Why Jimmy Carter Owes His Presidency To The Allman Brothers Band

Jimmy Carter, wearing a dark suit and wide tie with a geometric pattern, stood on stage amid the roar of the crowd, which looked more rock 'n' roll than most traditional political rallies. It was November 25, 1975, in the Providence Civic Center in Rhode Island's state capitol. "Thank you very much," the Georgia governor, who was amid a grass-roots run for the presidency, told the audience to a roar of approval (via YouTube). "I'm gonna say four things. First of all, I'm running for president. Secondly, I'm gonna be elected. Third, this is very important, I need your help. Would you help me? And fourth, I want to introduce to you my friends and your friends, the ones that are gonna help me get elected, along with you, the great Allman Brothers."

With that, the crowd went wild for the Macon, Georgia-based band that combined rock, blues, country, and jazz into a package that launched Southern rock in the 1970s. And they were instrumental in helping Carter raise money for his shoe-string political campaign for the White House.

Gregg Allman laughed at Jimmy Carter's ambitions  

The members of the Allman Brothers, including guitarist Dickey Betts and Gregg Allman, the keyboardist and singer, met Jimmy Carter in 1971 when Carter was running for governor of Georgia. During this time, the politician began spending time at the Allman Brothers' record label, Capricorn Records, after becoming friends with the label's founder, Phil Walden. "He came by for a session — turned out to be two or three times," Betts told Rolling Stone.

When Carter initially told Gregg Allman he was planning on running for president, his friend's response wasn't exactly what he'd hoped. "I laughed so hard I about choked," Allman told Conan O'Brien during his TBS talk show "Conan" in May 2012. But when Allman realized Carter was serious, he and the rest of the band volunteered to help him get elected. The Allman Brothers Band's show in Providence, Rhode Island netted $64,000 (nearly $350,000 in 2023) for Carter's campaign when it was deep in dept.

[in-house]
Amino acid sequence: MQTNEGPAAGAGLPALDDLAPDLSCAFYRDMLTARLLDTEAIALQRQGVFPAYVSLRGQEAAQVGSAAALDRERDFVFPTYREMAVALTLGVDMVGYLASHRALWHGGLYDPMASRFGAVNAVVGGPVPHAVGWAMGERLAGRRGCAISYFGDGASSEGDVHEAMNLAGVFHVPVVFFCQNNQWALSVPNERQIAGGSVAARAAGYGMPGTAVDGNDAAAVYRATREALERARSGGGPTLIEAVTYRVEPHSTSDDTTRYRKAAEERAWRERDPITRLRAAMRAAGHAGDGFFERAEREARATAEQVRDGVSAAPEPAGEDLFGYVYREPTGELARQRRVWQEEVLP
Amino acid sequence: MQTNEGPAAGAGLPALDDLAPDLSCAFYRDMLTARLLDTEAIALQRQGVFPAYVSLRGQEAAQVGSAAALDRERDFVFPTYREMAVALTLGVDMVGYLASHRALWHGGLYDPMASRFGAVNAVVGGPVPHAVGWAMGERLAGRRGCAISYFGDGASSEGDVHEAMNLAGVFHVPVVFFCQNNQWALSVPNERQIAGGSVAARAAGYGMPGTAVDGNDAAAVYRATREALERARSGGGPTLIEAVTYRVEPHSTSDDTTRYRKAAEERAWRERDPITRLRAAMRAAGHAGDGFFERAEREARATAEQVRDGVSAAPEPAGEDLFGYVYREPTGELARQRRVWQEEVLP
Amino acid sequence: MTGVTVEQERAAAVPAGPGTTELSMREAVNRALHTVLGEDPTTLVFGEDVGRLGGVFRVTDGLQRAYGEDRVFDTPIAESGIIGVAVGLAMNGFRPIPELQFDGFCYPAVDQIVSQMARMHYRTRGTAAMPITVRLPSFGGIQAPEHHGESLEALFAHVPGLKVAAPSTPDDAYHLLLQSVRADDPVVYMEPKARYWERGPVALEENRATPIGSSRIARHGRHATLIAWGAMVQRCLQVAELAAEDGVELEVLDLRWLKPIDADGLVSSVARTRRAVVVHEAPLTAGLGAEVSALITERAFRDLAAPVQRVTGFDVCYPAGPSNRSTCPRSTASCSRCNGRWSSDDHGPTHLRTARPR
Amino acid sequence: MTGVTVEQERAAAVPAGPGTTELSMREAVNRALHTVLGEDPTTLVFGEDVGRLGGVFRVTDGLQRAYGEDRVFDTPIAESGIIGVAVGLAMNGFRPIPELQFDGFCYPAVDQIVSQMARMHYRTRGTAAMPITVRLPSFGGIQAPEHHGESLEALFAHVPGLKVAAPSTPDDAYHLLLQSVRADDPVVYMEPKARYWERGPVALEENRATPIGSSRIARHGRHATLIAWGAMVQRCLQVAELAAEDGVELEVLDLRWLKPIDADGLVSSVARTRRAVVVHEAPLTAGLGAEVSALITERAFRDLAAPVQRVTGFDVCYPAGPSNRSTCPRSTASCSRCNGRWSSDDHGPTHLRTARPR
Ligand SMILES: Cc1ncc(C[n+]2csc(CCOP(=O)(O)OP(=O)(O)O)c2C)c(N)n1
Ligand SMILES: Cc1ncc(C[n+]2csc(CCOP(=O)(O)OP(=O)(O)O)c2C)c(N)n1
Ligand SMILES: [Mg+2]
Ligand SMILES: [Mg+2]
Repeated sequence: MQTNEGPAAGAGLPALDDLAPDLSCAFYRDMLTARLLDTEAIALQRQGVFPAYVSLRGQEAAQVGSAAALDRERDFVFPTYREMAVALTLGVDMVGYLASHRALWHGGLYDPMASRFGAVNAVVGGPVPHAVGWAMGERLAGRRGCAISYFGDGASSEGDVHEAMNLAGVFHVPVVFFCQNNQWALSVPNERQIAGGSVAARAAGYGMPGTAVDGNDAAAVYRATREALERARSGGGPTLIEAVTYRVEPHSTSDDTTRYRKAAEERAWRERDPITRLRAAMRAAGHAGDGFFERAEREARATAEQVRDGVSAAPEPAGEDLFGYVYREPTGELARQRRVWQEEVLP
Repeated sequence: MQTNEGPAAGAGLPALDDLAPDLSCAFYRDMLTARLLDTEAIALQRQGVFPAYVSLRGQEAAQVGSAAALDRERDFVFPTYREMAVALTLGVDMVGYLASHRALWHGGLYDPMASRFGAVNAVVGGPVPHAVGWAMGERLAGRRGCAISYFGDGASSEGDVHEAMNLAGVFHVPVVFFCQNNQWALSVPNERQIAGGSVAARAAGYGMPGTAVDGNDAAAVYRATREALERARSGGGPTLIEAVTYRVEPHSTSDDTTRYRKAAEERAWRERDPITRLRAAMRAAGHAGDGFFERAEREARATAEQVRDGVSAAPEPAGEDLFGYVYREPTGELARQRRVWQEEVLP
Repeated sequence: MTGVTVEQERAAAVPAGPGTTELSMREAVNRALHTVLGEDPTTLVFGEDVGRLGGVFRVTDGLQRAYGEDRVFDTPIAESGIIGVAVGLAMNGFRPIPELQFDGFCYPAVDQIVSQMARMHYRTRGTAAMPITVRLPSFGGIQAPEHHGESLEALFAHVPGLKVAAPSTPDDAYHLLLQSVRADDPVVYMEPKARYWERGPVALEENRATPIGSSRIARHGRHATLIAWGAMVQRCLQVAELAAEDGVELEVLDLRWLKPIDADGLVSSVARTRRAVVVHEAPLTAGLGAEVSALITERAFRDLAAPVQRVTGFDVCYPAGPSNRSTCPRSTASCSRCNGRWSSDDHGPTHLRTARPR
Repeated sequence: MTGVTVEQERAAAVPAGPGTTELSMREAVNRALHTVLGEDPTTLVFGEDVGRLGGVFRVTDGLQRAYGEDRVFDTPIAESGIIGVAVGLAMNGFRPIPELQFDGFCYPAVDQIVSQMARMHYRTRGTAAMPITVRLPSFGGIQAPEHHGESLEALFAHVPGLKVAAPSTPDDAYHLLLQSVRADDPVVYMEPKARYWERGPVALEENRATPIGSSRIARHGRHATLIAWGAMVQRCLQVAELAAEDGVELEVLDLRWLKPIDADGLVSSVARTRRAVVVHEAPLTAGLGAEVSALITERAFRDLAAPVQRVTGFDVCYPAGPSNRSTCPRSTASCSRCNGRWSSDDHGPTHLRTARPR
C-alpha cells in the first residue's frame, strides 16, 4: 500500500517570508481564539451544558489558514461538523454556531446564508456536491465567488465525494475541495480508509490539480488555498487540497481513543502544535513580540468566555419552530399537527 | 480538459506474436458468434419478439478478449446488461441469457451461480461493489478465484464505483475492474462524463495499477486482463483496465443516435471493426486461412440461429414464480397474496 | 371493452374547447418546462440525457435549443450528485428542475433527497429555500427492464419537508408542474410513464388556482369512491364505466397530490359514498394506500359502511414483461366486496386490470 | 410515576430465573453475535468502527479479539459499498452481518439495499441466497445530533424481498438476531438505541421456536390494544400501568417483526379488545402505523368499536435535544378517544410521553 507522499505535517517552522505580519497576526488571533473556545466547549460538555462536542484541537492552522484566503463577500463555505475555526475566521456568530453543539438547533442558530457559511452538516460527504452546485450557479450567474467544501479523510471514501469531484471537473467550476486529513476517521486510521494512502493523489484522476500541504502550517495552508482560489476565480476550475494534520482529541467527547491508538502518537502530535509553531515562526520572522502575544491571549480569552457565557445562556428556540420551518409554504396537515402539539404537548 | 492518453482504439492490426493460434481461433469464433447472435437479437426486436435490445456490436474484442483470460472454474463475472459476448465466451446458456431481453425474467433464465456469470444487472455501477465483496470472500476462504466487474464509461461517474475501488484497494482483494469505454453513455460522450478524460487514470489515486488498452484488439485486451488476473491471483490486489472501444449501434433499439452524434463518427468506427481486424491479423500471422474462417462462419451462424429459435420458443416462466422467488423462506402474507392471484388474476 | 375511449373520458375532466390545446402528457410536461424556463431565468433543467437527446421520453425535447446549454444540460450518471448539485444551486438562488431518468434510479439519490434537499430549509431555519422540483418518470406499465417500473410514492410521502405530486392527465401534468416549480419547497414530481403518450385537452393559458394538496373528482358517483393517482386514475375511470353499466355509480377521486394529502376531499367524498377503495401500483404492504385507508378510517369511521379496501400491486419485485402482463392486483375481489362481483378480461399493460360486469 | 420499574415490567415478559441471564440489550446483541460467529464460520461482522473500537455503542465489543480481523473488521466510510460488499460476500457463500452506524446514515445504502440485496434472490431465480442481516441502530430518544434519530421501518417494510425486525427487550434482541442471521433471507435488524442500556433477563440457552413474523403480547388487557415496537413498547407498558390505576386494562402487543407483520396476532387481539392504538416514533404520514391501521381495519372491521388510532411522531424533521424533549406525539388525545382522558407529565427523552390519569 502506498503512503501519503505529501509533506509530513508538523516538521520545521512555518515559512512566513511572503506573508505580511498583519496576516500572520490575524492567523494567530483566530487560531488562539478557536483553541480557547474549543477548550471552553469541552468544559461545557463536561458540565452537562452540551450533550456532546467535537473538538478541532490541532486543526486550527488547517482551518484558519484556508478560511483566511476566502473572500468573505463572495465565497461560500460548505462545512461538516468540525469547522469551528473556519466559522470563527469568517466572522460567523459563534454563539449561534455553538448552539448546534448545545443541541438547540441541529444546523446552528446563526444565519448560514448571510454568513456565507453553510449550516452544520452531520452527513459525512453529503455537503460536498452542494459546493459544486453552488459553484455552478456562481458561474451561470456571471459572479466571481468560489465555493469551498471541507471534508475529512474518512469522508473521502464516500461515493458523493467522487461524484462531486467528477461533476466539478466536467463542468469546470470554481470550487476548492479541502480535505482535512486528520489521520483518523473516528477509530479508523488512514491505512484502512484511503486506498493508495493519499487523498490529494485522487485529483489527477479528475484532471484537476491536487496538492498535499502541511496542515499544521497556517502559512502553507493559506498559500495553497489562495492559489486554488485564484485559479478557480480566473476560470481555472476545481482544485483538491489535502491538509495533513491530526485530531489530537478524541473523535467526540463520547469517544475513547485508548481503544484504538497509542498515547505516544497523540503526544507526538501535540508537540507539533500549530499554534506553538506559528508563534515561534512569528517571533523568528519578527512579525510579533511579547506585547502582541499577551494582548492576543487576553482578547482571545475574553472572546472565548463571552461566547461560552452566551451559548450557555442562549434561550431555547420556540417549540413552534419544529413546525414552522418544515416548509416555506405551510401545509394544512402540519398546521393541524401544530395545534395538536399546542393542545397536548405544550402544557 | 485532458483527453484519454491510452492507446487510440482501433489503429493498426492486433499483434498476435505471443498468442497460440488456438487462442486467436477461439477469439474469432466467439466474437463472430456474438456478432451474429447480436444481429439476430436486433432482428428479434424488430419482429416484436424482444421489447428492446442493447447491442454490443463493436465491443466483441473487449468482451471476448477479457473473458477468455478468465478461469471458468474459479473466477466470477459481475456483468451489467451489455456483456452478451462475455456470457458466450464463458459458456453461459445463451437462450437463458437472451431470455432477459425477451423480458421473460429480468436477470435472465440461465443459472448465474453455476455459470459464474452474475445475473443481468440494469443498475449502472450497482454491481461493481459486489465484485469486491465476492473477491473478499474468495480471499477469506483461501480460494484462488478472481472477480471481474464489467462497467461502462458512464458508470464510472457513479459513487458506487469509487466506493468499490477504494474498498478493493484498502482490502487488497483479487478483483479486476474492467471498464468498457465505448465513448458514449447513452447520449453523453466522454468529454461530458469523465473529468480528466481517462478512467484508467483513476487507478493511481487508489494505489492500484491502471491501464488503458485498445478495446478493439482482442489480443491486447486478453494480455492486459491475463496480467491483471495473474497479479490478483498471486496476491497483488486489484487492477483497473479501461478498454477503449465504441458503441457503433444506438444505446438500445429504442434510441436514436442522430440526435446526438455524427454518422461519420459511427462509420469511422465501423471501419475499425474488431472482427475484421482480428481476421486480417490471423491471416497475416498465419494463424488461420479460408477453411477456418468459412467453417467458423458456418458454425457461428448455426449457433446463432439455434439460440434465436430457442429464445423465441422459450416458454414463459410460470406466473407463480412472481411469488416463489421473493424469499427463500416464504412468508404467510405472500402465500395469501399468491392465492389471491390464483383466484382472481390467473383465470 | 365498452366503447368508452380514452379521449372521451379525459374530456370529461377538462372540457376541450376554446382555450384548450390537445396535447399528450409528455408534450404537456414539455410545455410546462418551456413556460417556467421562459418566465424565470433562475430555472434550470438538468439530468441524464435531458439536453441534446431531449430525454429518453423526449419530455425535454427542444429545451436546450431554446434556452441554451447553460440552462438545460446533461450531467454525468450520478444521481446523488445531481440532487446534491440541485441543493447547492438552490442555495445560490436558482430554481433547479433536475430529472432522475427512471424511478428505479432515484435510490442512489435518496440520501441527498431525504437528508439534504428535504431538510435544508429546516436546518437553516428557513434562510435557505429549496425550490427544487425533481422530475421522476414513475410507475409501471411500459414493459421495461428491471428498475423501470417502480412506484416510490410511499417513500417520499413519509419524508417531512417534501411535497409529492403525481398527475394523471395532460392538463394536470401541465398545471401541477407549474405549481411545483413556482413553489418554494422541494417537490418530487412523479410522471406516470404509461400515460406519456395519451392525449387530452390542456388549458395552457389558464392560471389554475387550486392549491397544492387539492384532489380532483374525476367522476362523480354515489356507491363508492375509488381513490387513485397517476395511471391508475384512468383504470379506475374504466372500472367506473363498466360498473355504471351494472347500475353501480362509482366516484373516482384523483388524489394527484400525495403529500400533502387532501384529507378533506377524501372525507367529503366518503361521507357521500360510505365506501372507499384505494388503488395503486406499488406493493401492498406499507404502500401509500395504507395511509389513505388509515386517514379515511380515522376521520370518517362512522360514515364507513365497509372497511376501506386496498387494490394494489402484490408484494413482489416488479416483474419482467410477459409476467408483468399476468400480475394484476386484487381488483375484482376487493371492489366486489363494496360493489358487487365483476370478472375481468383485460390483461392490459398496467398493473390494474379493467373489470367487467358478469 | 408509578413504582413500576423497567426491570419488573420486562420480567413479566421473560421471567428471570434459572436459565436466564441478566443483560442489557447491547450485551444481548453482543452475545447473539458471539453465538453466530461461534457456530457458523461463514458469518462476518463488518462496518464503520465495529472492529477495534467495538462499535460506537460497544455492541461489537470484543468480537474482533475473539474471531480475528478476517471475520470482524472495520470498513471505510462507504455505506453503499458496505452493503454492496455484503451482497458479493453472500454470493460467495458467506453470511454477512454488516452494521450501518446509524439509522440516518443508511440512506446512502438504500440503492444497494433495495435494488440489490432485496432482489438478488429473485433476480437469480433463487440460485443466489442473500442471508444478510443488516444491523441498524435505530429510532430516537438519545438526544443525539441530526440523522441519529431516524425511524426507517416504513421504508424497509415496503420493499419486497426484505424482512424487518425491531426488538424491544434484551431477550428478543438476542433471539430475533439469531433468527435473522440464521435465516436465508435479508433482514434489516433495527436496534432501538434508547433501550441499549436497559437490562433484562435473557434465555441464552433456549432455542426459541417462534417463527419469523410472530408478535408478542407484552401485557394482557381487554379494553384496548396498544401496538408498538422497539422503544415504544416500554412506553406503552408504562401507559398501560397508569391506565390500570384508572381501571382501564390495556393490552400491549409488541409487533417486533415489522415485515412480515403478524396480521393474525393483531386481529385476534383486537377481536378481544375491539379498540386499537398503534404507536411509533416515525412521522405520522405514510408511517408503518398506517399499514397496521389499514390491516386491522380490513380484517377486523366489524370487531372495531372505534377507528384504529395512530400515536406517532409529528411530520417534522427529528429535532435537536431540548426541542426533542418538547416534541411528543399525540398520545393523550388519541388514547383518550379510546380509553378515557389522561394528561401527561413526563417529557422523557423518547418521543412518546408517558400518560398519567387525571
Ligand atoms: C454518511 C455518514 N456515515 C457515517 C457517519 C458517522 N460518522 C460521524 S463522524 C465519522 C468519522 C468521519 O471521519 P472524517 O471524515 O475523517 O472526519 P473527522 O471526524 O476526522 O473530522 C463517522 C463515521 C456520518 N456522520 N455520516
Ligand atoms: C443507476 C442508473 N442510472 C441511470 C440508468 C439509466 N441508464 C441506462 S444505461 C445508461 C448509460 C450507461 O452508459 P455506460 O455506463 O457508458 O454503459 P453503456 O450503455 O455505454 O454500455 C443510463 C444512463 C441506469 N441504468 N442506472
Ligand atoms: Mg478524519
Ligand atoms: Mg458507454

Gregg Allman goes to Washington 

Jimmy Carter would later credit the band with helping to get him elected. "Gregg Allman and the Allman Brothers just about put me in the White House," Carter recalled, according to The Atlanta Journal-Constitution. "They were the best fundraisers that we had. In those days, they would charge somebody $15 to come hear them play. And we were getting the whole $15 plus 15 more matching dollars! So we got $30 every time someone came to hear the Allman Brothers Band play." The matching dollars came through a new federal campaign fund. The band helped raise millions for the Carter campaign.

Carter repaid the favor in various ways, including having Gregg Allman over for the Carter family's first dinner at the White House after the band had been guests at the president's Inaugural Ball. Carter also presented Allman with an honorary degree from Mercer University in 2011 and attended the musician's funeral the next year to pay his respects. "Gregg Allman was there when I needed him and Rosalynn and I have always been grateful to him," Carter said in a statement, per The Atlantic Journal-Constitution.